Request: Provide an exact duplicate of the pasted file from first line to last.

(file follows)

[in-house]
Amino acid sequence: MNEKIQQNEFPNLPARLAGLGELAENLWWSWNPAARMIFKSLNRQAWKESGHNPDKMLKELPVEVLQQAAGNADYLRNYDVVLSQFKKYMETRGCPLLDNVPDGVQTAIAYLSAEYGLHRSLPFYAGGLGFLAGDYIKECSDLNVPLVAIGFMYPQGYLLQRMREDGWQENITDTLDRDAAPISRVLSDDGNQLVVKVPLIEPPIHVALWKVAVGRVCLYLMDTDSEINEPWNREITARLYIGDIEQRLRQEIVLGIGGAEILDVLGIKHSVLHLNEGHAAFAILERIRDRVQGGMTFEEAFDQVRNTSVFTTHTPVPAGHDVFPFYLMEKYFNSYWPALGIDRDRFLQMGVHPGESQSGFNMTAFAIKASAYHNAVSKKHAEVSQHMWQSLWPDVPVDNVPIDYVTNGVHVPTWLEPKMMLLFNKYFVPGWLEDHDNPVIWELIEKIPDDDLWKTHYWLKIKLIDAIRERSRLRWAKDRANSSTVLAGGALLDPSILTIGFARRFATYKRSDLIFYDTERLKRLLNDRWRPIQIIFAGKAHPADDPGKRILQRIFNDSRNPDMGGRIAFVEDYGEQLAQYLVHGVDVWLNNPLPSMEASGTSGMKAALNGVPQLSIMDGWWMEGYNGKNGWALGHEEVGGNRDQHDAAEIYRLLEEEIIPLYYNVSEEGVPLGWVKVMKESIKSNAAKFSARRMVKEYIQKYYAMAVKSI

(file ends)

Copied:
[in-house]
Amino acid sequence: MNEKIQQNEFPNLPARLAGLGELAENLWWSWNPAARMIFKSLNRQAWKESGHNPDKMLKELPVEVLQQAAGNADYLRNYDVVLSQFKKYMETRGCPLLDNVPDGVQTAIAYLSAEYGLHRSLPFYAGGLGFLAGDYIKECSDLNVPLVAIGFMYPQGYLLQRMREDGWQENITDTLDRDAAPISRVLSDDGNQLVVKVPLIEPPIHVALWKVAVGRVCLYLMDTDSEINEPWNREITARLYIGDIEQRLRQEIVLGIGGAEILDVLGIKHSVLHLNEGHAAFAILERIRDRVQGGMTFEEAFDQVRNTSVFTTHTPVPAGHDVFPFYLMEKYFNSYWPALGIDRDRFLQMGVHPGESQSGFNMTAFAIKASAYHNAVSKKHAEVSQHMWQSLWPDVPVDNVPIDYVTNGVHVPTWLEPKMMLLFNKYFVPGWLEDHDNPVIWELIEKIPDDDLWKTHYWLKIKLIDAIRERSRLRWAKDRANSSTVLAGGALLDPSILTIGFARRFATYKRSDLIFYDTERLKRLLNDRWRPIQIIFAGKAHPADDPGKRILQRIFNDSRNPDMGGRIAFVEDYGEQLAQYLVHGVDVWLNNPLPSMEASGTSGMKAALNGVPQLSIMDGWWMEGYNGKNGWALGHEEVGGNRDQHDAAEIYRLLEEEIIPLYYNVSEEGVPLGWVKVMKESIKSNAAKFSARRMVKEYIQKYYAMAVKSI